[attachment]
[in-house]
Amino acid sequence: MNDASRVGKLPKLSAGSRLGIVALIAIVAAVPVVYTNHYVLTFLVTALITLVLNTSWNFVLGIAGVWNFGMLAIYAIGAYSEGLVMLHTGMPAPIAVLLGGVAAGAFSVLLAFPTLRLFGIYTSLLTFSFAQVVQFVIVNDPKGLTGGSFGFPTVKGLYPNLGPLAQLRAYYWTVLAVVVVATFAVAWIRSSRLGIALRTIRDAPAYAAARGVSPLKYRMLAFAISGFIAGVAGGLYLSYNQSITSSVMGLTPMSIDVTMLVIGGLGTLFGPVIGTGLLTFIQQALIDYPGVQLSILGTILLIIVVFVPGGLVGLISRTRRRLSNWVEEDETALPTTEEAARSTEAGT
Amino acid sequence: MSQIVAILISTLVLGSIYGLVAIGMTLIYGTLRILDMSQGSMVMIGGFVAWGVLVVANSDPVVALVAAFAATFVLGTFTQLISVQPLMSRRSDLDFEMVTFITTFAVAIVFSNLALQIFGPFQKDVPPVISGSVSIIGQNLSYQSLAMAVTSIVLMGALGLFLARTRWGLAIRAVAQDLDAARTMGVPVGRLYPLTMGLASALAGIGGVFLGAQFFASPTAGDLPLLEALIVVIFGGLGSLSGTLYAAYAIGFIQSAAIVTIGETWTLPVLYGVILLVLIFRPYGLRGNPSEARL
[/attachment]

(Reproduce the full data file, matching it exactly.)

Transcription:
[in-house]
Amino acid sequence: MNDASRVGKLPKLSAGSRLGIVALIAIVAAVPVVYTNHYVLTFLVTALITLVLNTSWNFVLGIAGVWNFGMLAIYAIGAYSEGLVMLHTGMPAPIAVLLGGVAAGAFSVLLAFPTLRLFGIYTSLLTFSFAQVVQFVIVNDPKGLTGGSFGFPTVKGLYPNLGPLAQLRAYYWTVLAVVVVATFAVAWIRSSRLGIALRTIRDAPAYAAARGVSPLKYRMLAFAISGFIAGVAGGLYLSYNQSITSSVMGLTPMSIDVTMLVIGGLGTLFGPVIGTGLLTFIQQALIDYPGVQLSILGTILLIIVVFVPGGLVGLISRTRRRLSNWVEEDETALPTTEEAARSTEAGT
Amino acid sequence: MSQIVAILISTLVLGSIYGLVAIGMTLIYGTLRILDMSQGSMVMIGGFVAWGVLVVANSDPVVALVAAFAATFVLGTFTQLISVQPLMSRRSDLDFEMVTFITTFAVAIVFSNLALQIFGPFQKDVPPVISGSVSIIGQNLSYQSLAMAVTSIVLMGALGLFLARTRWGLAIRAVAQDLDAARTMGVPVGRLYPLTMGLASALAGIGGVFLGAQFFASPTAGDLPLLEALIVVIFGGLGSLSGTLYAAYAIGFIQSAAIVTIGETWTLPVLYGVILLVLIFRPYGLRGNPSEARL